As it turned out, Mac was correct. The college on the common had no interest in running a rural outpost, they simply needed to keep the college on the hill on its feet while they made plans to strip it of all its usable parts. Colm was the perfect interim; his cantankerous approach to any issue proved to be a perfect diversion, his intermittent charm sufficient enough to assuage the curious, deflect the angry and unnerve the feint of heart.
While overseeing the little college’s day to day operations, the death rattle eventually grew loud enough so that even Colm, who held out some hope that he might actually be named the college’s eighth president, had to concede that he’d been played. A reasonable man would have accepted the reality of the situation with some anger, but ultimately with a grudging acknowledgement that financial duplicity is now at the core of higher education.
But Colm has never been a reasonable man.
And so Colm, Mac and Turdling decided to draw on the rebellious spirit that is at the heart of Vermont’s history. Like three dyspeptic Green Mountain boys, they decided to commit career suicide, designing and implementing a plan that would guarantee their expulsion from the louche fraternity of empty suits, timid academics and self-absorbed cabinet ministers who run the college on the common. Our heroes realized that they weren’t bound by any loyalty to an elite nursery school for the spawn of striving Babbitts (the college on the common), so they decided to act out of a devotion to the principles of the college on the hill (Mac), a belief in the importance of a liberal education (Turdling) and the desire to monkey fuck the fraudulent (Colm).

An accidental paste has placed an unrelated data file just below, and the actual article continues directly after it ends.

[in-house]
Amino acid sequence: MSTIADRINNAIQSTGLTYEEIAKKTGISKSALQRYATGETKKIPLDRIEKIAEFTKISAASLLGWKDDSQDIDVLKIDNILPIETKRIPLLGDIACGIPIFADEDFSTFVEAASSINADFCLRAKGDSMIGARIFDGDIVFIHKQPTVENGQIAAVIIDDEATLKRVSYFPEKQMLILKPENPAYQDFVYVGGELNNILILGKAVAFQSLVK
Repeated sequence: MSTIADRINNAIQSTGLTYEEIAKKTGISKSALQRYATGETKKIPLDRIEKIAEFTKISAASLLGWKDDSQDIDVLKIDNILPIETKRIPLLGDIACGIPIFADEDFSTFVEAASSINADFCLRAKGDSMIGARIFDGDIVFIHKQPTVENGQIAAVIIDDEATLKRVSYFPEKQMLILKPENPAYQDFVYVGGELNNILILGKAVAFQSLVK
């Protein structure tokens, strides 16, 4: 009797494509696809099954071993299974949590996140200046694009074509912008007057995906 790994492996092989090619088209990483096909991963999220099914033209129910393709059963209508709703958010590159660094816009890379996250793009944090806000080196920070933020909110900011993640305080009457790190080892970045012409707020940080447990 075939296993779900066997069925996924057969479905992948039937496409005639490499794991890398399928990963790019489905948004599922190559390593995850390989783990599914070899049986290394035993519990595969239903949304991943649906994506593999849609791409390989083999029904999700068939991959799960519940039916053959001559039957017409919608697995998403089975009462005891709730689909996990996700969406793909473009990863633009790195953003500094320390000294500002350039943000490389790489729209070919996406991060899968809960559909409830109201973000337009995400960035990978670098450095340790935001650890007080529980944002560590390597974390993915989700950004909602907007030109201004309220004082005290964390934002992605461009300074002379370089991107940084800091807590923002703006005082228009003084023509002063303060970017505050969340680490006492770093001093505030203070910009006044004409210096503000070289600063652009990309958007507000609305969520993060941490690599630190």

It all started with an email.